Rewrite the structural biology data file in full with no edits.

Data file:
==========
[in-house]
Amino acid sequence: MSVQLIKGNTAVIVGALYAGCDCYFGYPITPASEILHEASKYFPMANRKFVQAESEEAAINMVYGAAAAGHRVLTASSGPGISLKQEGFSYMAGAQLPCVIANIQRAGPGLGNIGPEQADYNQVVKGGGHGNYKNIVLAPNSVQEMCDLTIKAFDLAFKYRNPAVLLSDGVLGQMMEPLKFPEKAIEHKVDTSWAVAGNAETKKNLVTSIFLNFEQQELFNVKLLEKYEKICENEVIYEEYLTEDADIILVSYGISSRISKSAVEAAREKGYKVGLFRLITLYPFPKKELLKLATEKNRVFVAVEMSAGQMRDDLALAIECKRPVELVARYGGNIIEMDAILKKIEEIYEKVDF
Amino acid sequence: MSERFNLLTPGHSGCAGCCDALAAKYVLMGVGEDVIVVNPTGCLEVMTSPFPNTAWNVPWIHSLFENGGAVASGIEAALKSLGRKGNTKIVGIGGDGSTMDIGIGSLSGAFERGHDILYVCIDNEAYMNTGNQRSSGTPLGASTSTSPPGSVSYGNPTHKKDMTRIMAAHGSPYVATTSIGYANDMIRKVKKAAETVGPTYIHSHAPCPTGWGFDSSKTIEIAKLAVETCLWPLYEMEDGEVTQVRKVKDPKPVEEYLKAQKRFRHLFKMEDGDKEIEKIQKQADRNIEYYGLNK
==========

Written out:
[in-house]
Amino acid sequence: MSVQLIKGNTAVIVGALYAGCDCYFGYPITPASEILHEASKYFPMANRKFVQAESEEAAINMVYGAAAAGHRVLTASSGPGISLKQEGFSYMAGAQLPCVIANIQRAGPGLGNIGPEQADYNQVVKGGGHGNYKNIVLAPNSVQEMCDLTIKAFDLAFKYRNPAVLLSDGVLGQMMEPLKFPEKAIEHKVDTSWAVAGNAETKKNLVTSIFLNFEQQELFNVKLLEKYEKICENEVIYEEYLTEDADIILVSYGISSRISKSAVEAAREKGYKVGLFRLITLYPFPKKELLKLATEKNRVFVAVEMSAGQMRDDLALAIECKRPVELVARYGGNIIEMDAILKKIEEIYEKVDF
Amino acid sequence: MSERFNLLTPGHSGCAGCCDALAAKYVLMGVGEDVIVVNPTGCLEVMTSPFPNTAWNVPWIHSLFENGGAVASGIEAALKSLGRKGNTKIVGIGGDGSTMDIGIGSLSGAFERGHDILYVCIDNEAYMNTGNQRSSGTPLGASTSTSPPGSVSYGNPTHKKDMTRIMAAHGSPYVATTSIGYANDMIRKVKKAAETVGPTYIHSHAPCPTGWGFDSSKTIEIAKLAVETCLWPLYEMEDGEVTQVRKVKDPKPVEEYLKAQKRFRHLFKMEDGDKEIEKIQKQADRNIEYYGLNK